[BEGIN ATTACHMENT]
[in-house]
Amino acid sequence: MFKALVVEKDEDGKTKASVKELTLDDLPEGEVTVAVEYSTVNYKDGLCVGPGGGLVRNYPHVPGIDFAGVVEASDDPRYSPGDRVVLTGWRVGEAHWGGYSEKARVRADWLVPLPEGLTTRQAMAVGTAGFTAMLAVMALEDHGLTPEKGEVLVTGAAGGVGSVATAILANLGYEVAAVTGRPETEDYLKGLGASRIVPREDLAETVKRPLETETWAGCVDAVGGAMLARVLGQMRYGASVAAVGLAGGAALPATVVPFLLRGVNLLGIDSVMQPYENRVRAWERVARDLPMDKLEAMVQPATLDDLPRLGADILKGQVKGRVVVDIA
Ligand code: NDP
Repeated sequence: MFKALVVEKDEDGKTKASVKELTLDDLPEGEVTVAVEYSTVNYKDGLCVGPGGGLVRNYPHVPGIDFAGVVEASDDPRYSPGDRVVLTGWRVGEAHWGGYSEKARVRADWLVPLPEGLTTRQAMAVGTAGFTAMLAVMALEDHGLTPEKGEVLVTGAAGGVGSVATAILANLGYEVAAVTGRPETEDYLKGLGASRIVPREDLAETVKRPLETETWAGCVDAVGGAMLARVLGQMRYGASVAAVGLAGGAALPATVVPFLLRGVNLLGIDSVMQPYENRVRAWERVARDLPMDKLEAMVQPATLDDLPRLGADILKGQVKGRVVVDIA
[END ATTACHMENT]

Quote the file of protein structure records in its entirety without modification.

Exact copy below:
[in-house]
Amino acid sequence: MFKALVVEKDEDGKTKASVKELTLDDLPEGEVTVAVEYSTVNYKDGLCVGPGGGLVRNYPHVPGIDFAGVVEASDDPRYSPGDRVVLTGWRVGEAHWGGYSEKARVRADWLVPLPEGLTTRQAMAVGTAGFTAMLAVMALEDHGLTPEKGEVLVTGAAGGVGSVATAILANLGYEVAAVTGRPETEDYLKGLGASRIVPREDLAETVKRPLETETWAGCVDAVGGAMLARVLGQMRYGASVAAVGLAGGAALPATVVPFLLRGVNLLGIDSVMQPYENRVRAWERVARDLPMDKLEAMVQPATLDDLPRLGADILKGQVKGRVVVDIA
Ligand code: NDP
Repeated sequence: MFKALVVEKDEDGKTKASVKELTLDDLPEGEVTVAVEYSTVNYKDGLCVGPGGGLVRNYPHVPGIDFAGVVEASDDPRYSPGDRVVLTGWRVGEAHWGGYSEKARVRADWLVPLPEGLTTRQAMAVGTAGFTAMLAVMALEDHGLTPEKGEVLVTGAAGGVGSVATAILANLGYEVAAVTGRPETEDYLKGLGASRIVPREDLAETVKRPLETETWAGCVDAVGGAMLARVLGQMRYGASVAAVGLAGGAALPATVVPFLLRGVNLLGIDSVMQPYENRVRAWERVARDLPMDKLEAMVQPATLDDLPRLGADILKGQVKGRVVVDIA